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As the gold became more difficult to extract, profound changes in California took root. By the early 1850s, a single miner could no longer work his claim alone. He needed help and he needed technology.

At first, miners banded together in informal companies to dam the rivers, reroute the water and expose the gold underneath. But soon even more capital-intensive measures were needed to extract the gold and the loose knit groups of miners were replaced by corporations. By the mid 1850s, most of the miners who remained were employees, a way of life they found distasteful but necessary.

The new mining corporations developed extraction techniques that were frighteningly efficient-- techniques that destroyed the rivers and caused California's first environmental disasters. Massive derricks lifted rock and sand--obliterating the formerly pristine rivers.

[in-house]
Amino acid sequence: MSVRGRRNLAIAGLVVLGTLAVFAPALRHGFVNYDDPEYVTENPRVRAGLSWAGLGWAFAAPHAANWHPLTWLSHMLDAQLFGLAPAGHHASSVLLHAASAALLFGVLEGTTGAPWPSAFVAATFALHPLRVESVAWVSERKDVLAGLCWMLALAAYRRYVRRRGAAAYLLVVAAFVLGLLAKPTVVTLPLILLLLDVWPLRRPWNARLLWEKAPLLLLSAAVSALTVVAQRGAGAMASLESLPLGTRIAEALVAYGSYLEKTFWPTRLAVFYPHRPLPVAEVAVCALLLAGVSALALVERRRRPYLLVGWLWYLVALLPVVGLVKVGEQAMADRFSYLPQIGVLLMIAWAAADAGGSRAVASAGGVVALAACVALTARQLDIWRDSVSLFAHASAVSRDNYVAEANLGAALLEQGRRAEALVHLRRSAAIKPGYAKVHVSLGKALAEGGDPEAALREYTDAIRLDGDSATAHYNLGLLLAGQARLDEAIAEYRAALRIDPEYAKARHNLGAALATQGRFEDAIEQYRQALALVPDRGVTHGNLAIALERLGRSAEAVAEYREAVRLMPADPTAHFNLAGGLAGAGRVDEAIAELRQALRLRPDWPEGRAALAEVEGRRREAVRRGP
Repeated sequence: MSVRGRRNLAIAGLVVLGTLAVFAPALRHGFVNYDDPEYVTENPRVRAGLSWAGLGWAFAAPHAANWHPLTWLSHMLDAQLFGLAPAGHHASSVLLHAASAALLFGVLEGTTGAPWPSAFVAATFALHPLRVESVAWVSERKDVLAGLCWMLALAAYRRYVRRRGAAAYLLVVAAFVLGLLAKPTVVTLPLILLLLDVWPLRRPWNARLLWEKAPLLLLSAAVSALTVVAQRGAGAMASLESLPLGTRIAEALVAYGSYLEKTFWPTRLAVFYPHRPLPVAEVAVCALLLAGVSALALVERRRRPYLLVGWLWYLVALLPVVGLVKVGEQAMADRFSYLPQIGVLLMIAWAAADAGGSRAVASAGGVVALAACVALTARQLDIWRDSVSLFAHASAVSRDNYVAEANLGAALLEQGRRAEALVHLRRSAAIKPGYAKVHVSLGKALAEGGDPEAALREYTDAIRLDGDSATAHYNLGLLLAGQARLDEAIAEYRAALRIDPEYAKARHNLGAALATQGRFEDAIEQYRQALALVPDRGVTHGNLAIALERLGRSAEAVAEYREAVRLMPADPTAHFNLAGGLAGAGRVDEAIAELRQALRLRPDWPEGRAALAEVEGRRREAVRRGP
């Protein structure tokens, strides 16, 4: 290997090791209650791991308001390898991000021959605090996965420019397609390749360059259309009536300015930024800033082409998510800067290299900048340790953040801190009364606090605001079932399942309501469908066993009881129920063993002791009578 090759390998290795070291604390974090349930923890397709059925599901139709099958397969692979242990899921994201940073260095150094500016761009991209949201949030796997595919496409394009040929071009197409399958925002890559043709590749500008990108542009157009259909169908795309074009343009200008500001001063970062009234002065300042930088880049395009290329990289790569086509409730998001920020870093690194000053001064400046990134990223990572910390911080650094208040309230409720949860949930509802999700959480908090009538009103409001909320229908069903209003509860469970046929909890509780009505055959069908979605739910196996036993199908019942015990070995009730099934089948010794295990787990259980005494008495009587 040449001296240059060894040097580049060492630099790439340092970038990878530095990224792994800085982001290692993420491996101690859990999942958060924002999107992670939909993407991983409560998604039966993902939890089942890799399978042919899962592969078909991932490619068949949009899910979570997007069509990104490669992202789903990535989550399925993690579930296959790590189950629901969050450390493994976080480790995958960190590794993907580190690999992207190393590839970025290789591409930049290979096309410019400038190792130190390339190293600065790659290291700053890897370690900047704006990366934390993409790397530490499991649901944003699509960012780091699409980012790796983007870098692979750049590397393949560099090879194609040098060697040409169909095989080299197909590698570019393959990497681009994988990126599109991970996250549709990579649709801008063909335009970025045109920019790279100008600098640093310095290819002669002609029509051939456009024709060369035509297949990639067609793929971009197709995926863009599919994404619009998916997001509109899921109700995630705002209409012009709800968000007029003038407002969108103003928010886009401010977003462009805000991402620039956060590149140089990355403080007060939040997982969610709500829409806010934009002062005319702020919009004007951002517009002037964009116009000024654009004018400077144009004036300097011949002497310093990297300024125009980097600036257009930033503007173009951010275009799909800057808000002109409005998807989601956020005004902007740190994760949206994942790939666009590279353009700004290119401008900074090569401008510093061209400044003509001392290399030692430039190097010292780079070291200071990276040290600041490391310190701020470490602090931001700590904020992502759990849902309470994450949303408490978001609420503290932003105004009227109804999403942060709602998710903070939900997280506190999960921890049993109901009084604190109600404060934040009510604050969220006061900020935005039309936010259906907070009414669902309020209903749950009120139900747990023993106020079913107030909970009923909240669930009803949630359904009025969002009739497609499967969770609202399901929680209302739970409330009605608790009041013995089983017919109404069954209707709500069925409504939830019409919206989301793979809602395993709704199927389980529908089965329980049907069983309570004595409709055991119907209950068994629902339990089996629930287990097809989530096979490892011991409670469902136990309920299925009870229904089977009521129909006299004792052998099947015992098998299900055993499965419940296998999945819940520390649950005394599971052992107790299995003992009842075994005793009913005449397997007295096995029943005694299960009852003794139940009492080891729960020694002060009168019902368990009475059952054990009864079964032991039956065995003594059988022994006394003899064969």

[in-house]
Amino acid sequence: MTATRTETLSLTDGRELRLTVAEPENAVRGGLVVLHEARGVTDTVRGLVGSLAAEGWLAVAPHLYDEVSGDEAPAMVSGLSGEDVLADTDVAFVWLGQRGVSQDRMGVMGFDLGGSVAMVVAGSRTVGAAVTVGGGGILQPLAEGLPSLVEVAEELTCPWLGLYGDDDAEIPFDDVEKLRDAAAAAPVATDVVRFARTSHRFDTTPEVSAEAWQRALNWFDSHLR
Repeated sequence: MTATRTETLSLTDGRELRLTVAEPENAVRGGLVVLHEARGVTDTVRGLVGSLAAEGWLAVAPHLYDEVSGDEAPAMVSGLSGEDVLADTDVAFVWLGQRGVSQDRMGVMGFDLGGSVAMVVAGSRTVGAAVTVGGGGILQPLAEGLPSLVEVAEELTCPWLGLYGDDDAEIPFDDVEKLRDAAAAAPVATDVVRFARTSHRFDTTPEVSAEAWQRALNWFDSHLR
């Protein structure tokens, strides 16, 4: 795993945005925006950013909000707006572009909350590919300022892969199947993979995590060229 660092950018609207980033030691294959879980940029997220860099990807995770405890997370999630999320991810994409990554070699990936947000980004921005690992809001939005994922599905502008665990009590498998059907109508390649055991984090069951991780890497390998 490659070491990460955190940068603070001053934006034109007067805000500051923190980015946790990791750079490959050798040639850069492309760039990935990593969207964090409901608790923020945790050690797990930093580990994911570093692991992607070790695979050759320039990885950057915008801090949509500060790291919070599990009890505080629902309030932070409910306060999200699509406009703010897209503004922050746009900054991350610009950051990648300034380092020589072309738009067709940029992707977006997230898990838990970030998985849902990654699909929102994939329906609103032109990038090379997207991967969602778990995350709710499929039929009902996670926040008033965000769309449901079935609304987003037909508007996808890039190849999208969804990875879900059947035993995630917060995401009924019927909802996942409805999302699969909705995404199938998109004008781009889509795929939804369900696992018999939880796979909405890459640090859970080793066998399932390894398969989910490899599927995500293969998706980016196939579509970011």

The worst of the large scale mining techniques came in 1853: hydraulic mining. Huge jets of water tore apart the walls of the riverbeds--jets so powerful, they could kill a man two-hundred feet away. By the 1860s it was clear that hydraulic mining was destroying the landscape, but little was done to stop it. Californians still had an attitude of exploitation--an attitude the miners had from the beginning.

It took over thirty years to ban hydraulic mining--thirty years to change California's attitude of exploitation. The rivers of northern California would never return to their pristine state. But then no part of California would be the same after the gold rush.